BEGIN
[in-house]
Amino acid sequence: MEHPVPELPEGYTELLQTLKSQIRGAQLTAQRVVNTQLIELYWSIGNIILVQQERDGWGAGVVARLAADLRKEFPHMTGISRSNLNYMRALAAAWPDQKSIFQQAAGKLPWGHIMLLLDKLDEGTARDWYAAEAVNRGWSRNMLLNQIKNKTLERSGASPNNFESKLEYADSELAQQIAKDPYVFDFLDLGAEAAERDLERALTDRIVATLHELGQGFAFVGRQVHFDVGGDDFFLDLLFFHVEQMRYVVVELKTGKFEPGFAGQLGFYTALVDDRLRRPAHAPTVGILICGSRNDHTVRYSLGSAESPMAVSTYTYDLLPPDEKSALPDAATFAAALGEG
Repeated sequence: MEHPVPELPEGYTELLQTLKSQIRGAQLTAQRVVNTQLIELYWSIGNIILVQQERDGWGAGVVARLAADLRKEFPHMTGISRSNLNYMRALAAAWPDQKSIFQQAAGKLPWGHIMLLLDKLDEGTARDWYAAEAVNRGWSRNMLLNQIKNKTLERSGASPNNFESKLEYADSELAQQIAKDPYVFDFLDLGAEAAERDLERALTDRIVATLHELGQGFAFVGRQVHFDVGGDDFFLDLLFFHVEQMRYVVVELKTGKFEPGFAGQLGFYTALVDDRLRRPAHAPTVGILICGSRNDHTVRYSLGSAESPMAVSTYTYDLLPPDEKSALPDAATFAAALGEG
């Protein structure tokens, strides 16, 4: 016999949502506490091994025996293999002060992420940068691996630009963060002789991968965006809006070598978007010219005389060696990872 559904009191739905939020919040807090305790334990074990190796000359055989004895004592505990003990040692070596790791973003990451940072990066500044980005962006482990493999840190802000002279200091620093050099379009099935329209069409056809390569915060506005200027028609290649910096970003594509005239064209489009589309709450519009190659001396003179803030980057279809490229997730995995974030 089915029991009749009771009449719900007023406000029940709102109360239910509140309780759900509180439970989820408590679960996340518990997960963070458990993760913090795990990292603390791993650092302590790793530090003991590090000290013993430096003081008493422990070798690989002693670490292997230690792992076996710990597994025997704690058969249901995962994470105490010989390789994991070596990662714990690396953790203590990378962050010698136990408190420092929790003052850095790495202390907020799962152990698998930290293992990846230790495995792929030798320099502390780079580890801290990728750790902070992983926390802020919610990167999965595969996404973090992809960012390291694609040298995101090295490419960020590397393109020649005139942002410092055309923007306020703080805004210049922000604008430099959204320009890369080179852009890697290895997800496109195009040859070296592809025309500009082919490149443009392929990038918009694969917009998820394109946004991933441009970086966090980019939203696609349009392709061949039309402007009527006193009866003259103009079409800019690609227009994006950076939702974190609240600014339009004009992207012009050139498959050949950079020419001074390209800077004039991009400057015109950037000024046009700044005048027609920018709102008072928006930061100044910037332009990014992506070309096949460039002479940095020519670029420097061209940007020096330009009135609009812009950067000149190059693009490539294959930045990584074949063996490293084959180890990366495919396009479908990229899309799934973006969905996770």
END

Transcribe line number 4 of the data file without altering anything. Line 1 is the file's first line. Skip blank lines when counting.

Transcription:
């Protein structure tokens, strides 16, 4: 016999949502506490091994025996293999002060992420940068691996630009963060002789991968965006809006070598978007010219005389060696990872 559904009191739905939020919040807090305790334990074990190796000359055989004895004592505990003990040692070596790791973003990451940072990066500044980005962006482990493999840190802000002279200091620093050099379009099935329209069409056809390569915060506005200027028609290649910096970003594509005239064209489009589309709450519009190659001396003179803030980057279809490229997730995995974030 089915029991009749009771009449719900007023406000029940709102109360239910509140309780759900509180439970989820408590679960996340518990997960963070458990993760913090795990990292603390791993650092302590790793530090003991590090000290013993430096003081008493422990070798690989002693670490292997230690792992076996710990597994025997704690058969249901995962994470105490010989390789994991070596990662714990690396953790203590990378962050010698136990408190420092929790003052850095790495202390907020799962152990698998930290293992990846230790495995792929030798320099502390780079580890801290990728750790902070992983926390802020919610990167999965595969996404973090992809960012390291694609040298995101090295490419960020590397393109020649005139942002410092055309923007306020703080805004210049922000604008430099959204320009890369080179852009890697290895997800496109195009040859070296592809025309500009082919490149443009392929990038918009694969917009998820394109946004991933441009970086966090980019939203696609349009392709061949039309402007009527006193009866003259103009079409800019690609227009994006950076939702974190609240600014339009004009992207012009050139498959050949950079020419001074390209800077004039991009400057015109950037000024046009700044005048027609920018709102008072928006930061100044910037332009990014992506070309096949460039002479940095020519670029420097061209940007020096330009009135609009812009950067000149190059693009490539294959930045990584074949063996490293084959180890990366495919396009479908990229899309799934973006969905996770």